The fantastic voyage of a haunted woman.
In the opening scene of Miller’s (Pure, 2012, etc.) graceful, absorbing novel, Maud Stamp and Tim Rathbone, members of their university’s sailing club, are at work repairing a boat when suddenly Maud falls 20 feet onto “rubbled brick” and, although at first she appears dead, opens her eyes, gets up, and walks 15 steps before collapsing. Tim—“tall, blue-eyed, patrician”—shocked that she is alive, rushes her to a hospital and, in short order, becomes her lover. He's fascinated by this self-possessed woman who lives in Spartan rooms, who “does not do banter,” who (like Miller’s protagonist in 1997's Ingenious Pain) seems not to suffer, or even to feel, pain, and who has on her forearm a tattoo, Sauve Qui Peut: every man for himself. The lovers seem complete opposites: after earning a degree in biology, Maud takes a position at a pharmaceutical company, assigned, ironically, to oversee trials of a powerful painkiller. Tim, born into wealth and privilege—Miller delightedly skewers his family’s pretensions and hypocrisies—occupies himself by playing one of his precious collectible guitars; after their daughter is born, he happily becomes a stay-at-home dad. But Tim feels increasingly frustrated with Maud’s coldness, her apparent distance from him and their child. Who is this woman, he wonders, who “entered his life with the force of myth”? Maud is, indeed, a cipher: is she a stereotypical scientist, focused on chemical rather than human interactions? Does she have Asperger’s? Or is she hiding some deep, unspeakable grief, a more likely possibility that emerges in the second half of the novel, when she flees from a devastating tragedy to sail across the Atlantic, alone. In palpable detail, Miller depicts Maud’s immersion in a watery, ravaging world, at once alien and threatening. There is something Shakespearean in her journey: in her battle against nature’s wrath; the dreamlike settlement, inhabited by children, where she washes ashore; and her overwhelming desire to confront the unbearable.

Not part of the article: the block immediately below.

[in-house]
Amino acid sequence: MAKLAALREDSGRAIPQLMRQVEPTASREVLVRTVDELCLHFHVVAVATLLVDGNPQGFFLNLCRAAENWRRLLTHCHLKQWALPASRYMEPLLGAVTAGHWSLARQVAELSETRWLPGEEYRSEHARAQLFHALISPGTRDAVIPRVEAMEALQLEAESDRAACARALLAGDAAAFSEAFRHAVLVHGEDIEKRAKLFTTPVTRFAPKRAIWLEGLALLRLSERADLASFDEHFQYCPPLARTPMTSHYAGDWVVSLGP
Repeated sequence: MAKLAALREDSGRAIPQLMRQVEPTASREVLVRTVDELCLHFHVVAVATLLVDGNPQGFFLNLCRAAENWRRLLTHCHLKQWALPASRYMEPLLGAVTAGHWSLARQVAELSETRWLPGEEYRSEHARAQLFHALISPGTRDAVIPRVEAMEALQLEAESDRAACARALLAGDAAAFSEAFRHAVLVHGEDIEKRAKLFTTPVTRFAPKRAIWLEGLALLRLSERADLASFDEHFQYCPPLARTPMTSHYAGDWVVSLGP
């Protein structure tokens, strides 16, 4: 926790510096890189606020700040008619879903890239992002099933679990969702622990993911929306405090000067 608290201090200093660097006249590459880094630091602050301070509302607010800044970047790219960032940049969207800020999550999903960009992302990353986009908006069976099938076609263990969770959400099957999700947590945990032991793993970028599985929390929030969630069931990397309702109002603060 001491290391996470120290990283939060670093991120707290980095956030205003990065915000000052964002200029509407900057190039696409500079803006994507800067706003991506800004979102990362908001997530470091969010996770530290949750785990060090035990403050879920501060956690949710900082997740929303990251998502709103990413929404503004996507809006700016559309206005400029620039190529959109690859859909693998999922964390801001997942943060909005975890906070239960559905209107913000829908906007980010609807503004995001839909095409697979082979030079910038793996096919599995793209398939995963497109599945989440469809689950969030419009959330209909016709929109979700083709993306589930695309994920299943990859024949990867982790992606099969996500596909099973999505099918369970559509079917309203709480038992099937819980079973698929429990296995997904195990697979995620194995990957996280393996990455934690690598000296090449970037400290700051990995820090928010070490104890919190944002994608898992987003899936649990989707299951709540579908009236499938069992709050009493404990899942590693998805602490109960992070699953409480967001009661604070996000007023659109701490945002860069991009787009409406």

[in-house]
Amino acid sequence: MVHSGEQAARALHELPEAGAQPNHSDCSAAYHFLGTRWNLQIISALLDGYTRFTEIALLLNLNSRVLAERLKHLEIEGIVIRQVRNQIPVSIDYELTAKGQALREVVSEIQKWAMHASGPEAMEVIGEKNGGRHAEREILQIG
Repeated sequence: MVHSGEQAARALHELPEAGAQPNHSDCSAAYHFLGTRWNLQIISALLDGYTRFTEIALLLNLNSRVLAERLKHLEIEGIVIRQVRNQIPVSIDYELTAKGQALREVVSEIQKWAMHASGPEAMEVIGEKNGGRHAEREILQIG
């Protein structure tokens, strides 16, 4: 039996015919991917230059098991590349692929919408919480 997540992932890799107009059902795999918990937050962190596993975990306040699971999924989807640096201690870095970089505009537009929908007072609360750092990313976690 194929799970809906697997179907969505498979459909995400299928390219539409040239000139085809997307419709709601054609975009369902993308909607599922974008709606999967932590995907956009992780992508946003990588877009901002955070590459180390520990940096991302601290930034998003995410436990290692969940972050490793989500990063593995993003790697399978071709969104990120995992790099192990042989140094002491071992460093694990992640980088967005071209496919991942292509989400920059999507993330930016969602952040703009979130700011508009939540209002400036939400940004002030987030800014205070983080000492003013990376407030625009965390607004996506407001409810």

In pristine, elegant prose, Miller creates an indelible portrait of a mysterious woman and her tragic quest.